Panthers head coach Ron Rivera is just as concerned about his team’s mental health as he is their suits and ties.
“You are concerned about that, the mental health of the team,” Rivera said less than 24 hours after a 40-7 loss to the Seahawks (via the Charlotte Observer). “We’re disappointed. Our expectations were so high. But this is the situation we’re in and there’s no turning around. We’ve got to go out and do what we’re capable of and make the best of it.”
Rivera has had his plate full this season. The 2016 Carolina Panthers caved under massive expectations and, all the while, Rivera was having to lobby officials on Cam Newton‘s behalf and find a way to organize his threadbare secondary. Whatever recipe for success the team had last year during their 15-1 run was long gone. Against all odds, they’ll be one of the teams hitting the mental reset button this offseason.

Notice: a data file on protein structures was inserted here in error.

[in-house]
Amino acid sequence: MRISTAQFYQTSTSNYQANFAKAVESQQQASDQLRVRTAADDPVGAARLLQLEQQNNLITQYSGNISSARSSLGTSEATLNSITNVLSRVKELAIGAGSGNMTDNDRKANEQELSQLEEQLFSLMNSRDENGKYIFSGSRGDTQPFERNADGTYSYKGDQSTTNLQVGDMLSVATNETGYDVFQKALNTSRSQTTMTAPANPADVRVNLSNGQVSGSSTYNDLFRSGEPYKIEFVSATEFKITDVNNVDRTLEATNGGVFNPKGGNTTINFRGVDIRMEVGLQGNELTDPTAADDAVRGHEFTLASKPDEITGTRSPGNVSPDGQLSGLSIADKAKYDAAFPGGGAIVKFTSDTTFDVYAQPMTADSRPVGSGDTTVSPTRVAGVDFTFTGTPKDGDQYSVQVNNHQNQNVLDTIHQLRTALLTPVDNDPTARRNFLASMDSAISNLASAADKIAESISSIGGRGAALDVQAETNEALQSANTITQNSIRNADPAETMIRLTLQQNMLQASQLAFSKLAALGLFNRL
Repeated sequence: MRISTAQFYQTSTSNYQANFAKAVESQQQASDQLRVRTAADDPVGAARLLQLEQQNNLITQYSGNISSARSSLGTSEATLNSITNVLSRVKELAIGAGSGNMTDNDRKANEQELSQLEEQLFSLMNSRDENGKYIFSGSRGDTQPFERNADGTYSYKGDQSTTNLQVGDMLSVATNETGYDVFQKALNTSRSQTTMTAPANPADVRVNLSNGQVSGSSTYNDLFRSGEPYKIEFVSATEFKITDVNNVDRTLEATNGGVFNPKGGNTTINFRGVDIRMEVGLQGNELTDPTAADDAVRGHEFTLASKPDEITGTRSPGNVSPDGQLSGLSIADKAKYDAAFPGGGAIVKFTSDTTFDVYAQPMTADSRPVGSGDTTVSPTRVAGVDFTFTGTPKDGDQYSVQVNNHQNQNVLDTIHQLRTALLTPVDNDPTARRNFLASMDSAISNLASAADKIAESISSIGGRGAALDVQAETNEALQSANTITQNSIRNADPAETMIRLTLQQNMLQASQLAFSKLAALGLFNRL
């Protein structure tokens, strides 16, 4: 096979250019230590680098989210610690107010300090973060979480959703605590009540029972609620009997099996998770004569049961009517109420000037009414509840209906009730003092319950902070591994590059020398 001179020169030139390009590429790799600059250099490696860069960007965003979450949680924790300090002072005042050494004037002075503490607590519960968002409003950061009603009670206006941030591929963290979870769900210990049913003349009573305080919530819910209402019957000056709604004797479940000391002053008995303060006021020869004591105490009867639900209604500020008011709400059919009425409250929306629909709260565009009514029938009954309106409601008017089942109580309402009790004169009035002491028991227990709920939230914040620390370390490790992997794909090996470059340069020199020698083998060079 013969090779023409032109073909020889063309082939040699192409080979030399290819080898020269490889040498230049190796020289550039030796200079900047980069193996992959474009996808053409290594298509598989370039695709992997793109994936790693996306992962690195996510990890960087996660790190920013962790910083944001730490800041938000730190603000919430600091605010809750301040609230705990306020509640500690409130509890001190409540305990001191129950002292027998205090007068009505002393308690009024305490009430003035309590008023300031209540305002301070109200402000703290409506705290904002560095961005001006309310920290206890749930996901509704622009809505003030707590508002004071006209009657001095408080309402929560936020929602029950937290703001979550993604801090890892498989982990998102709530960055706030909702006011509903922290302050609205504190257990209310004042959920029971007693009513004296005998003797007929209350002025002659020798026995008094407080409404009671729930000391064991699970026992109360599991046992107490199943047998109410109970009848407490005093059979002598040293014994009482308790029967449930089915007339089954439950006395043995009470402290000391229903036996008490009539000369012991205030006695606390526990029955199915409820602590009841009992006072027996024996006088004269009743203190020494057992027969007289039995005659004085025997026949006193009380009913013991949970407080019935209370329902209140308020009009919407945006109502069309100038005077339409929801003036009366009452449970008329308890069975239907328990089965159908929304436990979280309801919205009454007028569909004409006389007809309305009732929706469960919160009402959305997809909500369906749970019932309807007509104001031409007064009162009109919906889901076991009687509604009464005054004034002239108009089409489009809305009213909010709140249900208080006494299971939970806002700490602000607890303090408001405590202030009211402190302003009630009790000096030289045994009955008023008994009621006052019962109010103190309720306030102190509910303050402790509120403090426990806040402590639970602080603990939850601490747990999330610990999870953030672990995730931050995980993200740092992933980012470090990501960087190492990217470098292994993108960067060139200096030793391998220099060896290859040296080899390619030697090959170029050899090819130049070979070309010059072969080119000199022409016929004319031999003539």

“I’m concerned about the team more than anything — the players and coaches in the locker room,” Rivera said. “I thought we had the makings of a good team. We had a good (training) camp and we all had grand expectations. I really wanted to get back to the Super Bowl. But we haven’t capitalized.”
Rivera, though, may be one of the best weapons the team has left moving forward. The fact that five of Carolina’s eight losses came within a field goal can be attributed to the way he’s navigated a nearly impossible series of events this season. He’s one of the few coaches who voices his concern about the mental health of his players and can be believed with a relative degree of certainty.
The Panthers are not yet officially eliminated from the playoffs but have a long and twisted road to get there. After games against the Chargers and Redskins, they close out the season against Atlanta and Tampa Bay, both division rivals ahead of them in the standings. At that point, Rivera will have a much clearer picture of his teamâs mental fortitude. Whoever wants to play in those games is worth carrying over to start the rebuild.